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In today’s post, I will review an important aspect of English grammar: subject-verb agreement. I’ll review some of the basic terminology and concepts and discuss a couple of points that we proofreaders find cause writers trouble. In my next post, I’ll get into some more detailed examples and sticky points.
Terminology and the Basics
A sentence must have a subject and a verb.
Ex. The cat chases the dog. The cat is smaller than the dog. The cat is eaten by the dog.
As shown in the above examples, the subject is the person or thing doing something, being described or identified, or having an action done to it. The verb is the word in the sentence describing action or being.
Subject-verb agreement is all about subjects agreeing in number with verbs. In other words, if you have a singular (one person or thing) subject, like cat, you need a singular verb. If you have a plural (two or more people or things) subject, you need a plural verb. The above examples all have singular subjects.
These examples have plural subjects.
Ex. The cats chase the dog. The cats are smaller than the dog. The cats are eaten by the dog.
Note that with plural subjects, chases (singular) becomes chase (plural), and is (singular) becomes are (plural).
These examples all have simple subjects and subject-verb agreement is pretty straightforward in these cases. Below, I will detail some cases where it’s a bit trickier to make sure subjects and verbs are paired properly.
Phrases between Subject and Verb
Sometimes a phrase modifies a subject and comes between the subject and the verb. When that phrase ends in a plural noun, some writers get confused and use a plural noun that is not called for.
Wrong: The cat who loves bananas are smaller than the dog.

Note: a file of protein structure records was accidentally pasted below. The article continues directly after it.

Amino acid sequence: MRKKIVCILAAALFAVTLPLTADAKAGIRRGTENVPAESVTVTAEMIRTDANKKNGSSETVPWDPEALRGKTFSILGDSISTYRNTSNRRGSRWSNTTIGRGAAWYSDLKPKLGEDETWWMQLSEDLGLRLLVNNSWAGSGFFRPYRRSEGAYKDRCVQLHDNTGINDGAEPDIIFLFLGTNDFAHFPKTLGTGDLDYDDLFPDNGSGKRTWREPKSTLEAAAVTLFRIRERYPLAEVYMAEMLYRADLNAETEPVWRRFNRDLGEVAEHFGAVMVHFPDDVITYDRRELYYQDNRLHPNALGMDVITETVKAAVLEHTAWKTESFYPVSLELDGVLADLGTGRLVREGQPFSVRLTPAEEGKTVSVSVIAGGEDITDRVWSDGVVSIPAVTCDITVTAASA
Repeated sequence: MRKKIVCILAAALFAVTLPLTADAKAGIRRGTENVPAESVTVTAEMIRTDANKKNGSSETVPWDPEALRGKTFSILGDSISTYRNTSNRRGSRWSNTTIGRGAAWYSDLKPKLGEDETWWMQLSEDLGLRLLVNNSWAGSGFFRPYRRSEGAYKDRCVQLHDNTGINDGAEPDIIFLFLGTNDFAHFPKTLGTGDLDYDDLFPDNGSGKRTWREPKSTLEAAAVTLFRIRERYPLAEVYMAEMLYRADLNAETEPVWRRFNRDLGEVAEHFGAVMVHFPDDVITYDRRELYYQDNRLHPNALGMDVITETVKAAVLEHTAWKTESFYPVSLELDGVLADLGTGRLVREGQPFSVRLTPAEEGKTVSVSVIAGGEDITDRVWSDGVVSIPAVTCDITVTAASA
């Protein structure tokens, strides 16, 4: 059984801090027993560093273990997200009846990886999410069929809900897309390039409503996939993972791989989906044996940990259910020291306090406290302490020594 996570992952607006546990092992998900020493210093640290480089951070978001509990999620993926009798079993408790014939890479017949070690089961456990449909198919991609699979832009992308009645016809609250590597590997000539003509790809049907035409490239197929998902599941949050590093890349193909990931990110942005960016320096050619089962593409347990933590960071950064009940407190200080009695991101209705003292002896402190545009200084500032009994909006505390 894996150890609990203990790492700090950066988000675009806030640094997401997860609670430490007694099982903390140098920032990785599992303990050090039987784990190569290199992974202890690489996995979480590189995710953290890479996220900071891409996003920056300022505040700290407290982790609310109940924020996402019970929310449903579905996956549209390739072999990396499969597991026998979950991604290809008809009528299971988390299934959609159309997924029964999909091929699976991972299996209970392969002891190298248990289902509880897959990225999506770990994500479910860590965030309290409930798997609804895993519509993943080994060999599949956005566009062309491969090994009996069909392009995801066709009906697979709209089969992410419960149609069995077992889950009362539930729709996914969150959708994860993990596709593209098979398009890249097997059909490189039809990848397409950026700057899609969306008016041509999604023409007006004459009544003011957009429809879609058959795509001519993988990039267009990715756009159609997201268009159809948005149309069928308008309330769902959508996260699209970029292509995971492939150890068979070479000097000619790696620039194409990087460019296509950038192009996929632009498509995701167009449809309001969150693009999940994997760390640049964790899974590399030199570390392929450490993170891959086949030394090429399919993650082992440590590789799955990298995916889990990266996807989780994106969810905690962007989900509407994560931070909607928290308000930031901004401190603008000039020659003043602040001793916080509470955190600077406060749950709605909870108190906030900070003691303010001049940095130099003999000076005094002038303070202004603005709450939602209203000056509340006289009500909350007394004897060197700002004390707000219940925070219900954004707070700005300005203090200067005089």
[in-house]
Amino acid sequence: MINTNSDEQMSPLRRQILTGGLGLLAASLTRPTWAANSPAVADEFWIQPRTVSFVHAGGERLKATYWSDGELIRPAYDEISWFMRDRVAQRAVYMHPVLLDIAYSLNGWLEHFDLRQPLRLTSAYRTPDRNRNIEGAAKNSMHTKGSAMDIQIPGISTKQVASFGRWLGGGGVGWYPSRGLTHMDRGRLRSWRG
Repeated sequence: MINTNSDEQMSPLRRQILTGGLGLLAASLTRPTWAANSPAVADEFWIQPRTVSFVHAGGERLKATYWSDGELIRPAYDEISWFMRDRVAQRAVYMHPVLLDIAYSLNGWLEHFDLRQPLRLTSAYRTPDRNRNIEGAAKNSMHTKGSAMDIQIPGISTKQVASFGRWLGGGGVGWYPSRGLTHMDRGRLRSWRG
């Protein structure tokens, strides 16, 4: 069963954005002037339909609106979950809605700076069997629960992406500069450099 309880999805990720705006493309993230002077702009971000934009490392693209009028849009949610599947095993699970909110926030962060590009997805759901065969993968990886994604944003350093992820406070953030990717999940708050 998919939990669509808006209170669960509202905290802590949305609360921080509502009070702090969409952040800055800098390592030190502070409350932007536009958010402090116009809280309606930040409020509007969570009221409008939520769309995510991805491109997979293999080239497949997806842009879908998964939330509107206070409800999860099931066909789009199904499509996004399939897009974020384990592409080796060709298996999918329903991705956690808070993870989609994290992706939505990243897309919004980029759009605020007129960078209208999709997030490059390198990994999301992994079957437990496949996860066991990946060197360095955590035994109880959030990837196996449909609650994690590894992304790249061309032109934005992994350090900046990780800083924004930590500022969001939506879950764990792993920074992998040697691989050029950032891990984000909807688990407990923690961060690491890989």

Right: The cat who loves bananas is smaller than the dog.
The second sentence is correct because the subject is “cat,” not “bananas,” and “cat” is singular, so the verb must be singular.
Some subjects contain more than one element joined with the words “and,” “or,” and “nor.” Compound subjects joined by the word and are always plural.
Ex. The cat and the mouse are in the house.
When the compounds are formed with or or nor, there are two rules you may follow. The standard rule is that if both of the elements are singular, the compound subject takes a singular verb and if either of the elements is plural, the compound subject takes a plural verb.
Ex. The brown cat or the white dog has the first appointment. (singular + singular subjects, singular verb)
The brown cat or the white dogs have the first appointment. (singular + plural subjects, plural verb)
The brown cats or the white dog have the first appointment. (plural + singular subjects, plural verb)
The brown cats or the white dog have the first appointment. (plural + plural subjects, plural verb)
According to the proximity rule, the verb takes its number from the noun or pronoun (words like he, she, they) closest to it in the sentence. Below, the word dog is singular and the word dogs is plural, so the first sentence has a singular verb and the second has a plural verb.
Ex. The brown cats or the white dog has the first appointment. (subject closest to verb singular, singular verb)
The brown cat or the white dogs have the first appointment. (subject closest to verb plural, plural verb)
Both of these rules also apply to cases of neither/nor and either/or. To see how that works, take any of the brown cat(s) and white dog(s) sentences above and rewrite with neither/nor or either/or.
Ex. Either the brown cat or the white dog has the first appointment.
To my ear, the proximity rule with a singular verb often sounds odd (The brown cats or the white dog has the first appointment), so I personally favor the standard rule.
Now that you’ve dipped your toe in the water of subject-verb agreement, look out for next month’s post, in which I will continue my discussion of subject-verb agreement with many specific examples of words and phrases that give people the most trouble.
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